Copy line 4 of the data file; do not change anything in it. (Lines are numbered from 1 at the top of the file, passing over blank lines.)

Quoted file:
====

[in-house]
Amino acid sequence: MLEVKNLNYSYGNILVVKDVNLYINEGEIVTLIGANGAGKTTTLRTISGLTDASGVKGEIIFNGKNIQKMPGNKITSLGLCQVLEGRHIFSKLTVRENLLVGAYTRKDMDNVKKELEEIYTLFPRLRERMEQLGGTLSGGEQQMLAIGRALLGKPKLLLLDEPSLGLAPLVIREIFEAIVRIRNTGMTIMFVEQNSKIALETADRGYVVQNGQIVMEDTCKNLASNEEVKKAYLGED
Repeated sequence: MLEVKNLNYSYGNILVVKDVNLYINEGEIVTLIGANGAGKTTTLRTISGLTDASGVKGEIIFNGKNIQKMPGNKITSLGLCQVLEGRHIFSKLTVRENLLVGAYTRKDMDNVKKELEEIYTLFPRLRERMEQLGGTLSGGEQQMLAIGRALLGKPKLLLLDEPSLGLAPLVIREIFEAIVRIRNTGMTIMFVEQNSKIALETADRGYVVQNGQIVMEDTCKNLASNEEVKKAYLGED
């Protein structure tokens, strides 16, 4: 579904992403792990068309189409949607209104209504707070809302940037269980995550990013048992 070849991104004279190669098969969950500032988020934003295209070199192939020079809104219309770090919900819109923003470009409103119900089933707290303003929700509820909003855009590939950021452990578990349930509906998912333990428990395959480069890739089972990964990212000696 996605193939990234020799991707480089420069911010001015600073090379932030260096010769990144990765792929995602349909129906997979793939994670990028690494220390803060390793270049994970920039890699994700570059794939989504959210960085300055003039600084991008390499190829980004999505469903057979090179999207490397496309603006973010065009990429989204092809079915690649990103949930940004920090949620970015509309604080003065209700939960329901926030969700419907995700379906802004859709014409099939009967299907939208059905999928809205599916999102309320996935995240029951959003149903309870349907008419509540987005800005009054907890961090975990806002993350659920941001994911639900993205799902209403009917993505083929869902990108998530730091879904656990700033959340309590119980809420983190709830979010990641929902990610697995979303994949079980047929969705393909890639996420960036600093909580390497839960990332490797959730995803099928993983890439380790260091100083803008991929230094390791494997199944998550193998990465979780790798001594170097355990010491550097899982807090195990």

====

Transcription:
């Protein structure tokens, strides 16, 4: 579904992403792990068309189409949607209104209504707070809302940037269980995550990013048992 070849991104004279190669098969969950500032988020934003295209070199192939020079809104219309770090919900819109923003470009409103119900089933707290303003929700509820909003855009590939950021452990578990349930509906998912333990428990395959480069890739089972990964990212000696 996605193939990234020799991707480089420069911010001015600073090379932030260096010769990144990765792929995602349909129906997979793939994670990028690494220390803060390793270049994970920039890699994700570059794939989504959210960085300055003039600084991008390499190829980004999505469903057979090179999207490397496309603006973010065009990429989204092809079915690649990103949930940004920090949620970015509309604080003065209700939960329901926030969700419907995700379906802004859709014409099939009967299907939208059905999928809205599916999102309320996935995240029951959003149903309870349907008419509540987005800005009054907890961090975990806002993350659920941001994911639900993205799902209403009917993505083929869902990108998530730091879904656990700033959340309590119980809420983190709830979010990641929902990610697995979303994949079980047929969705393909890639996420960036600093909580390497839960990332490797959730995803099928993983890439380790260091100083803008991929230094390791494997199944998550193998990465979780790798001594170097355990010491550097899982807090195990």